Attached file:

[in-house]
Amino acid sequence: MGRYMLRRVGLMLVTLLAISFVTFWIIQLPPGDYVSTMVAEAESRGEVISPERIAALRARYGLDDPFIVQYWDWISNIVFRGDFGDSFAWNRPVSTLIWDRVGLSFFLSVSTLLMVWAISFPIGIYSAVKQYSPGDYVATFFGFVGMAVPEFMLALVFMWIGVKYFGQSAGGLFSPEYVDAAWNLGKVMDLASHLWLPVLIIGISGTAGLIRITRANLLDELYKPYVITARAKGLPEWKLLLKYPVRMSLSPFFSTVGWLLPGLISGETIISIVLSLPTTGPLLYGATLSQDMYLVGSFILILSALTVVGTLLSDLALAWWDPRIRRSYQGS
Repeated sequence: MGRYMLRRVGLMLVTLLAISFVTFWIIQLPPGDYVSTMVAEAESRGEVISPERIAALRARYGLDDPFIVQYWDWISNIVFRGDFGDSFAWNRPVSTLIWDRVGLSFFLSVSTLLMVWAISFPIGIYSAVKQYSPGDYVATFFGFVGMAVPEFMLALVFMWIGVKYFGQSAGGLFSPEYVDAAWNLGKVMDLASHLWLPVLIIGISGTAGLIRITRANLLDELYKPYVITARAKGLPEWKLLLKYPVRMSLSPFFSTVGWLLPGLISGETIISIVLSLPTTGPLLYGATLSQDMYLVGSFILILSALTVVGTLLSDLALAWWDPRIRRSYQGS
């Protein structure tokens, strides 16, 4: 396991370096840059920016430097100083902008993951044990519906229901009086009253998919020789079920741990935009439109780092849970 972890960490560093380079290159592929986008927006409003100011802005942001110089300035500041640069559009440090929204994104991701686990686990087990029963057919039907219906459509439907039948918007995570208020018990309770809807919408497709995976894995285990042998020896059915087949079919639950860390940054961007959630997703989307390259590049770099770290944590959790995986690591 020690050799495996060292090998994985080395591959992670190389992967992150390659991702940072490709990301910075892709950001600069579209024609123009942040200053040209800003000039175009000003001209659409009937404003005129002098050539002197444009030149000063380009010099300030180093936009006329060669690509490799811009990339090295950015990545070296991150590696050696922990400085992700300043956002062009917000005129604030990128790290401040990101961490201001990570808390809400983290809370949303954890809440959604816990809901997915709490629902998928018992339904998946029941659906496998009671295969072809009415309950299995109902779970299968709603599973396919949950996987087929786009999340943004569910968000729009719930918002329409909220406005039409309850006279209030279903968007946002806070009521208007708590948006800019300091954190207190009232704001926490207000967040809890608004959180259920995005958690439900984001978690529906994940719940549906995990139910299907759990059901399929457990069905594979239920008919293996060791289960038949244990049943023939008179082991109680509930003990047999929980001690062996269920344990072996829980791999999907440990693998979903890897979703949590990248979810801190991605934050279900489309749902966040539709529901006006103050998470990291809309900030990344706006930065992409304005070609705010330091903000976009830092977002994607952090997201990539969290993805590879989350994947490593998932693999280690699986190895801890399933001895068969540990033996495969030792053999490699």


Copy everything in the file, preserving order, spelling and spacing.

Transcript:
[in-house]
Amino acid sequence: MGRYMLRRVGLMLVTLLAISFVTFWIIQLPPGDYVSTMVAEAESRGEVISPERIAALRARYGLDDPFIVQYWDWISNIVFRGDFGDSFAWNRPVSTLIWDRVGLSFFLSVSTLLMVWAISFPIGIYSAVKQYSPGDYVATFFGFVGMAVPEFMLALVFMWIGVKYFGQSAGGLFSPEYVDAAWNLGKVMDLASHLWLPVLIIGISGTAGLIRITRANLLDELYKPYVITARAKGLPEWKLLLKYPVRMSLSPFFSTVGWLLPGLISGETIISIVLSLPTTGPLLYGATLSQDMYLVGSFILILSALTVVGTLLSDLALAWWDPRIRRSYQGS
Repeated sequence: MGRYMLRRVGLMLVTLLAISFVTFWIIQLPPGDYVSTMVAEAESRGEVISPERIAALRARYGLDDPFIVQYWDWISNIVFRGDFGDSFAWNRPVSTLIWDRVGLSFFLSVSTLLMVWAISFPIGIYSAVKQYSPGDYVATFFGFVGMAVPEFMLALVFMWIGVKYFGQSAGGLFSPEYVDAAWNLGKVMDLASHLWLPVLIIGISGTAGLIRITRANLLDELYKPYVITARAKGLPEWKLLLKYPVRMSLSPFFSTVGWLLPGLISGETIISIVLSLPTTGPLLYGATLSQDMYLVGSFILILSALTVVGTLLSDLALAWWDPRIRRSYQGS
């Protein structure tokens, strides 16, 4: 396991370096840059920016430097100083902008993951044990519906229901009086009253998919020789079920741990935009439109780092849970 972890960490560093380079290159592929986008927006409003100011802005942001110089300035500041640069559009440090929204994104991701686990686990087990029963057919039907219906459509439907039948918007995570208020018990309770809807919408497709995976894995285990042998020896059915087949079919639950860390940054961007959630997703989307390259590049770099770290944590959790995986690591 020690050799495996060292090998994985080395591959992670190389992967992150390659991702940072490709990301910075892709950001600069579209024609123009942040200053040209800003000039175009000003001209659409009937404003005129002098050539002197444009030149000063380009010099300030180093936009006329060669690509490799811009990339090295950015990545070296991150590696050696922990400085992700300043956002062009917000005129604030990128790290401040990101961490201001990570808390809400983290809370949303954890809440959604816990809901997915709490629902998928018992339904998946029941659906496998009671295969072809009415309950299995109902779970299968709603599973396919949950996987087929786009999340943004569910968000729009719930918002329409909220406005039409309850006279209030279903968007946002806070009521208007708590948006800019300091954190207190009232704001926490207000967040809890608004959180259920995005958690439900984001978690529906994940719940549906995990139910299907759990059901399929457990069905594979239920008919293996060791289960038949244990049943023939008179082991109680509930003990047999929980001690062996269920344990072996829980791999999907440990693998979903890897979703949590990248979810801190991605934050279900489309749902966040539709529901006006103050998470990291809309900030990344706006930065992409304005070609705010330091903000976009830092977002994607952090997201990539969290993805590879989350994947490593998932693999280690699986190895801890399933001895068969540990033996495969030792053999490699």